I was too astonished by the cognitive logic of her tangled brain cells to press my case. I knew at that moment that Alzheimer’s had securely planted its flag of victory. And from that day on, I gave up trying to correct or reason with her. Why torment her any longer?
A weight had been lifted off me, too. As my mother’s mind went deeper into the woods, I quit trying to interrupt the journey. Instead, I found beauty and humor in her descriptions of the landscape.
“You’re going to have a little brother. I’m pregnant,” she once said — at the age of 82, no less. I replied that I was thrilled, as I’d always wanted a little bro. One afternoon I took her to a matinee at the cineplex. Although we sat next to each other, I saw one film and she saw another. From her description, I liked her movie better. It starred Errol Flynn.
After my father died, my mother was wheeled down the hallway of the assisted living center and into the secured Memory Care unit, where she lived, never venturing out, for two more years. Although Ruth and Clint had been married for more than 60 years, and had run a small tool-making business together, which they started out of their garage, Mom never grieved over Dad’s passing. Whenever I visited her or called her from Boston, she’d ask me, “Have you seen your father?”
On the advice of her caregivers, I would answer that question honestly and directly — “Mom, you forgot, but Dad died” — without pressing the point. Sometimes she’d say, “Oh,” and other times nothing at all. Then I’d move on to the next subject: “Have you had your lunch today?”
There’s no question that Alzheimer’s is a tragic disease. Yet I believe that my mother, in those last two years of her life, was happy.
As someone who had lived most of her life on the verge of hysteria, she had finally found a tranquil pasture. Although she was undemanding, the Memory Care staff fussed over her constantly. Throughout my life she had admonished me for being “too trusting.” But wherever cynicism lives in the brain, it wasn’t there anymore. Maybe compassion had replaced it: “What can I get you? Do you need anything?” she was always asking Mary, her bedridden roommate.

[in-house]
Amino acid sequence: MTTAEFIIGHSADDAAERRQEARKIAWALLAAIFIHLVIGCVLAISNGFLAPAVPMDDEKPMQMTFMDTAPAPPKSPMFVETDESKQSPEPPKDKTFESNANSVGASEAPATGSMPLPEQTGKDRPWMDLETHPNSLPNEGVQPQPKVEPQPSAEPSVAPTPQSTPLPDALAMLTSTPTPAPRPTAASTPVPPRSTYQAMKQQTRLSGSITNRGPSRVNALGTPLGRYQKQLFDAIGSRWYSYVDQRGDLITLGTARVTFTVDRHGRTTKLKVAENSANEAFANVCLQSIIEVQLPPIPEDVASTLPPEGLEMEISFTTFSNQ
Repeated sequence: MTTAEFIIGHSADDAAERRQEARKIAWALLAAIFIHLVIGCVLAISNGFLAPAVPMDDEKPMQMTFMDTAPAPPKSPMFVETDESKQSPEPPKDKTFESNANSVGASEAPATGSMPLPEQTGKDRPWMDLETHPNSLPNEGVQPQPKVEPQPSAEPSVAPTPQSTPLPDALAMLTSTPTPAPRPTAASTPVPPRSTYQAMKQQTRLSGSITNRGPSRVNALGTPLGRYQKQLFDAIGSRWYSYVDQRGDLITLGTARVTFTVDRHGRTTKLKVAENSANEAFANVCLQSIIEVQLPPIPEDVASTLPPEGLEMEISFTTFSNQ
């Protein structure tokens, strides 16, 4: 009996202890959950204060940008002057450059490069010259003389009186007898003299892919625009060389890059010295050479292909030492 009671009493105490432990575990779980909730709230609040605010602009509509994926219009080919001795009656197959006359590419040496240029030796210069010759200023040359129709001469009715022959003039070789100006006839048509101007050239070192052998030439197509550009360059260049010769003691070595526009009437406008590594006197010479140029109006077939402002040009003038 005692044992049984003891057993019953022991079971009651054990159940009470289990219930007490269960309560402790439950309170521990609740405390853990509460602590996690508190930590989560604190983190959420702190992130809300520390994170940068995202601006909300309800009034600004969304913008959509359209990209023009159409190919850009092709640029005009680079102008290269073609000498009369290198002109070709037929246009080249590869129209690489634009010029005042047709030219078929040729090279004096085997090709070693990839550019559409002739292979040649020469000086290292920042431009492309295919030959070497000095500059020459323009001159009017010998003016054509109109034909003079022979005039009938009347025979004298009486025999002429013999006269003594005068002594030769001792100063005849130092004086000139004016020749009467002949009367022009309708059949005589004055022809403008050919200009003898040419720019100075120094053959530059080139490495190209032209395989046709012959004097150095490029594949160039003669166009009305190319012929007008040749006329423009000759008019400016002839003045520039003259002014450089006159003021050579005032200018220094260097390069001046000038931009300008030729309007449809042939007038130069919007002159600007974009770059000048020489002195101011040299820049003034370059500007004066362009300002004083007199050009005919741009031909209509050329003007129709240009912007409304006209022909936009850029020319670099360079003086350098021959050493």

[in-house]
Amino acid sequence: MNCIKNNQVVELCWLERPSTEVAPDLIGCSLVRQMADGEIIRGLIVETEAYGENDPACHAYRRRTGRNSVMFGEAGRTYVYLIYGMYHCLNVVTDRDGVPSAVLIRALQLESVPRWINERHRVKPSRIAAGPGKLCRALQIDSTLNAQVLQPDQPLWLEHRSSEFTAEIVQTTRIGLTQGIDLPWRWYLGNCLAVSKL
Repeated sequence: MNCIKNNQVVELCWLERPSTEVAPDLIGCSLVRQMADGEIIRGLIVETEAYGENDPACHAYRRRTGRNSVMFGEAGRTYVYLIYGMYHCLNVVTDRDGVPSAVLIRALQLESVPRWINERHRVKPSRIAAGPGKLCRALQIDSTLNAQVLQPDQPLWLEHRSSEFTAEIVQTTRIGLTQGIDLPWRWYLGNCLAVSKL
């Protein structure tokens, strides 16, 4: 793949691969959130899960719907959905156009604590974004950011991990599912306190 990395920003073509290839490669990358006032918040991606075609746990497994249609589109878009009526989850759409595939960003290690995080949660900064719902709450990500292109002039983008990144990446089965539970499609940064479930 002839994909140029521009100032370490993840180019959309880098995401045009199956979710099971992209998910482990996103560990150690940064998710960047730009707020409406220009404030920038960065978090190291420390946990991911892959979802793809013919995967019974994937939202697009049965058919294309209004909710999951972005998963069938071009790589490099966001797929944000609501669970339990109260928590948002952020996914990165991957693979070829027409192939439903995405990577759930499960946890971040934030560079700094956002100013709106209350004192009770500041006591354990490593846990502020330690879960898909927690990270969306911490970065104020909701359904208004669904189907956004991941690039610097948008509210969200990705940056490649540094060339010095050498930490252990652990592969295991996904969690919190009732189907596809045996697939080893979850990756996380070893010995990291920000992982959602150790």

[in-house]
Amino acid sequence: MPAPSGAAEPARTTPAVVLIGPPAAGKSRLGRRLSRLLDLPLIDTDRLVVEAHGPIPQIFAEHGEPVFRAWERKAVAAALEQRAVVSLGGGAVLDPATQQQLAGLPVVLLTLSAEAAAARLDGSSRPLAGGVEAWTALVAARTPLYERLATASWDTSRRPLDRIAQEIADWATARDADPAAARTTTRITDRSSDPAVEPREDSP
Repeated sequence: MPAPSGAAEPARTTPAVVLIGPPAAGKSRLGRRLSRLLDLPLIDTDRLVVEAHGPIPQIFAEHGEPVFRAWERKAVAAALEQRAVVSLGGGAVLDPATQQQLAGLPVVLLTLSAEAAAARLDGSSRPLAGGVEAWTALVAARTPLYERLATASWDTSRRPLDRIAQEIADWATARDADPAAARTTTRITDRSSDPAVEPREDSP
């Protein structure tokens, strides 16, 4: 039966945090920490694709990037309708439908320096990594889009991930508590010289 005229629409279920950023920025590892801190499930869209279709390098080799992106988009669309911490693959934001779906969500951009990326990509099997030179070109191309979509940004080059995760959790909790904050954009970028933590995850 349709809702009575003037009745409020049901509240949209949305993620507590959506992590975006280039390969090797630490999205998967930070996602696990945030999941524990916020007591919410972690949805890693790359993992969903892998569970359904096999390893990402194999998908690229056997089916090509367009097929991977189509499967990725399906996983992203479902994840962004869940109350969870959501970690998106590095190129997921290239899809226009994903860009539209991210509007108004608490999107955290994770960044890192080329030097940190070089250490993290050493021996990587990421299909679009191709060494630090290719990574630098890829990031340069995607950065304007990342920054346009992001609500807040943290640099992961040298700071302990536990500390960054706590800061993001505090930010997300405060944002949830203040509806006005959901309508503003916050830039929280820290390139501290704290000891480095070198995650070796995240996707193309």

For a woman who had trouble expressing affection to her kids, even as adults, my mother couldn’t have been warmer. Every time I visited her, she would kiss me hello and good-bye and tell me she loved me — words I'd seldom heard when I was growing up. Her sky blue eyes never looked bluer.
Several months after my father died, an outdoor service was held for him at a veterans cemetery in the dusty San Joaquin Valley — as a 21-year-old sailor, he'd been at Pearl Harbor when the Japanese attacked it in 1941. As my father’s flag-draped urn was lowered into the ground, a bugler played taps. My brother, his wife, my two grown nieces and I all wept. But not Mom. Her expressionless face offered no clues as to what she was taking in.
Afterward, my family stopped for lunch at an Italian restaurant. I asked my mother what she thought of the memorial service. “Was Clint there? ” she replied. “He went to the store without his sweater and hasn’t come back. I'm very worried.”